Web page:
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With German government’s announcement last week of incentives for EVs, Mercedes-Benz is reportedly preparing to launch four new uniquely styled electric vehicles by 2020.

To take advantage of the government’s rebate scheme, as well as countering moves by BMW and Audi, Mercedes-Benz is said to be stepping up its investment in electric vehicles.

Insiders have told Autocar that Mercedes-Benz will roll out two electric sedans and two SUVs before 2020 is finished. Although they will share components, hard points, and basic platform structures with the brand’s conventionally powered range, they will feature unique styling to set them apart.

The magazine understands that three out of the four models will be based on a variant of the Modular Rear Architecture (MRA) that underpins the company’s rear- and all-wheel drive range. To be known as the Modular Electric Architecture (MEA), this platform can accommodate up to three electric motors.

This platform will make its debut next year when the company launches a hydrogen fuel-cell version of the GLC. In time, MEA will be found underneath EVs based on the C-Class, GLC and S-Class. These three models will feature Accumotive lithium-ion batteries and are said to have a range of at least 400 kilometres.

2014-B-Class-Electric-Drive_-3
Above: Mercedes-Benz B-Class Electric Drive.

If Autocar’s sources are on the money, the final model in the three-pointed star’s electric jigsaw puzzle will be an EV based on the GLA. The drivetrain for this car is believed to shared largely with the B-Class Electric Drive.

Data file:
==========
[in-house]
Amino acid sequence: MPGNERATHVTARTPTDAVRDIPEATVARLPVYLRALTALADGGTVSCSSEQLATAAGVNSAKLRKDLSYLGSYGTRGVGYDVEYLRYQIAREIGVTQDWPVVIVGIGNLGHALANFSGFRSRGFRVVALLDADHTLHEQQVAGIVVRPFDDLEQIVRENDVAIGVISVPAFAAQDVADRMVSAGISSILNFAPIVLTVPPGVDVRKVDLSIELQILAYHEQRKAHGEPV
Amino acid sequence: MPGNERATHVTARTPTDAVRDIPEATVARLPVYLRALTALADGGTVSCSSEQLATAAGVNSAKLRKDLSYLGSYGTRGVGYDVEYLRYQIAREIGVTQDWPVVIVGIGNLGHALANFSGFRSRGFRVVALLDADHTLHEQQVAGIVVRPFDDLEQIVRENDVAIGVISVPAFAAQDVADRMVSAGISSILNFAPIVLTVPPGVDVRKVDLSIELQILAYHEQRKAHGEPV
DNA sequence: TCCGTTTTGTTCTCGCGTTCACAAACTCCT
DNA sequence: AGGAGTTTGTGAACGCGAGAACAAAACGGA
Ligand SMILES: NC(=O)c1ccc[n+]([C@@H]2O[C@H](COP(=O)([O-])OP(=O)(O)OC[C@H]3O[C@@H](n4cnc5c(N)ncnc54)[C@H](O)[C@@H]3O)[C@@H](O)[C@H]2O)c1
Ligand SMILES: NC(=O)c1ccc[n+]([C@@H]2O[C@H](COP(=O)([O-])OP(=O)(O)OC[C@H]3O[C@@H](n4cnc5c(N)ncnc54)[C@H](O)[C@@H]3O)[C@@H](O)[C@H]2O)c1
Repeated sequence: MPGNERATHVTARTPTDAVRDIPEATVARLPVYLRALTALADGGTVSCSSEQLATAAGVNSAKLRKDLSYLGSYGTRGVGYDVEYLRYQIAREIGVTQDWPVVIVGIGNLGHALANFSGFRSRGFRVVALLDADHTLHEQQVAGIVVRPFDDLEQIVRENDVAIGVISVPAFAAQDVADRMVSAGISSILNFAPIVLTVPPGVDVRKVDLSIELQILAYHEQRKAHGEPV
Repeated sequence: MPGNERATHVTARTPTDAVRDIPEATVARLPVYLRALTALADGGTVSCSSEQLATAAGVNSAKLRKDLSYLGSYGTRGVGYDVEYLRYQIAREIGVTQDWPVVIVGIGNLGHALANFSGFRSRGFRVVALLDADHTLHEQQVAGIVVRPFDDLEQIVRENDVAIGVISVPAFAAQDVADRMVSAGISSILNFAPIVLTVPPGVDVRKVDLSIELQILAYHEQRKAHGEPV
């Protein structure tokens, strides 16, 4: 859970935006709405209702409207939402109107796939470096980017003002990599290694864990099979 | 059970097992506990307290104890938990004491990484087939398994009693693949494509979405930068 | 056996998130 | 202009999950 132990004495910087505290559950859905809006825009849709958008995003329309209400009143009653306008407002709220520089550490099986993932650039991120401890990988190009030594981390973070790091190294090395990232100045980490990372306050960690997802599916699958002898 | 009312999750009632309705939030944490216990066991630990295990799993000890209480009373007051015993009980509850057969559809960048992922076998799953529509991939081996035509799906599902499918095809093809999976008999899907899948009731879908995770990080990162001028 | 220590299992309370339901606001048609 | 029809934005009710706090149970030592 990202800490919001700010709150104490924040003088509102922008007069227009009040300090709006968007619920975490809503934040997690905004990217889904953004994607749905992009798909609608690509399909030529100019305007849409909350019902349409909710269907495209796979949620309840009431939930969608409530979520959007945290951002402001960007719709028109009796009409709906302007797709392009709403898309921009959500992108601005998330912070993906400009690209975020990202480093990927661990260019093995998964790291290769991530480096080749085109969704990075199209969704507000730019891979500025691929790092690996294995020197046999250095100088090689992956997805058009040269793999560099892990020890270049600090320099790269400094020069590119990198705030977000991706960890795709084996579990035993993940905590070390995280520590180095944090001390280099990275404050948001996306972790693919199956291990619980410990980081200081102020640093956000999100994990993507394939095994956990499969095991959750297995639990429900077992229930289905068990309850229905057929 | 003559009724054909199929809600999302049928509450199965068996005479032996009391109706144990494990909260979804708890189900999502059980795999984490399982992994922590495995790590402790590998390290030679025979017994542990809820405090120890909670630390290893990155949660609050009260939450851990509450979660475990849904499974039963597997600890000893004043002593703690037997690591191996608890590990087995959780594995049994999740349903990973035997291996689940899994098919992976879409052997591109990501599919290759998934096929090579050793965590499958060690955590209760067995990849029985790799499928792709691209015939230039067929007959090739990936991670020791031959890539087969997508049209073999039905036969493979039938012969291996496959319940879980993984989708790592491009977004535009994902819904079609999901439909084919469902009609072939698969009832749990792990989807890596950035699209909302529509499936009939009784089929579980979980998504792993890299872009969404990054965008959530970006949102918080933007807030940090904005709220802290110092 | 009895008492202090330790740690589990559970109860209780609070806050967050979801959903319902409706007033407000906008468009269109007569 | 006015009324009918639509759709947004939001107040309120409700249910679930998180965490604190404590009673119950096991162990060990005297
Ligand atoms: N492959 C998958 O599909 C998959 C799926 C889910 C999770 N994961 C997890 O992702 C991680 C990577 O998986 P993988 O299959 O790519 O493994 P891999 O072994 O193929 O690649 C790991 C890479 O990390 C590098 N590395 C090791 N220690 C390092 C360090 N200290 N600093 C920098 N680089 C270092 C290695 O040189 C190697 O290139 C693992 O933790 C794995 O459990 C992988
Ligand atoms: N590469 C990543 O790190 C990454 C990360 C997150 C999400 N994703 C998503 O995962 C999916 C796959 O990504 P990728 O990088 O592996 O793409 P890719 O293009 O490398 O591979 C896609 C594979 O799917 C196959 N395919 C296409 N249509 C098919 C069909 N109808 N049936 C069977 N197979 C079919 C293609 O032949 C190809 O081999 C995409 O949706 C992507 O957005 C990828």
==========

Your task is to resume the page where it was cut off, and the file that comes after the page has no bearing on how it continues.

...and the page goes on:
Last week, Angela Merkel’s coalition government and the country’s car makers agreed to equally fund a spending package aimed at boosting the uptake of electrified cars in Germany.

Priced at around a billion euros ($1.6 billion), the package includes 300 million euros worth of charging stations. The majority of the money, though, will go towards rebates.

Under the plan, German buyers of pure EVs and plug-in hybrids will be subsidised to the tune of 4000 euros ($6200) and 3000 euros ($4660), respectively.

Notably the rebate only applies to vehicles priced under 60,000 euros ($93,000), which rules out the Tesla Model S and Model X.

At current uptake rates, the country won’t meet its self-imposed target of having one million electrified cars on the road by 2020. Currently there are only around 25,000 pure EVs and 130,000 hybrids amongst Germany’s fleet of 45 million vehicles.

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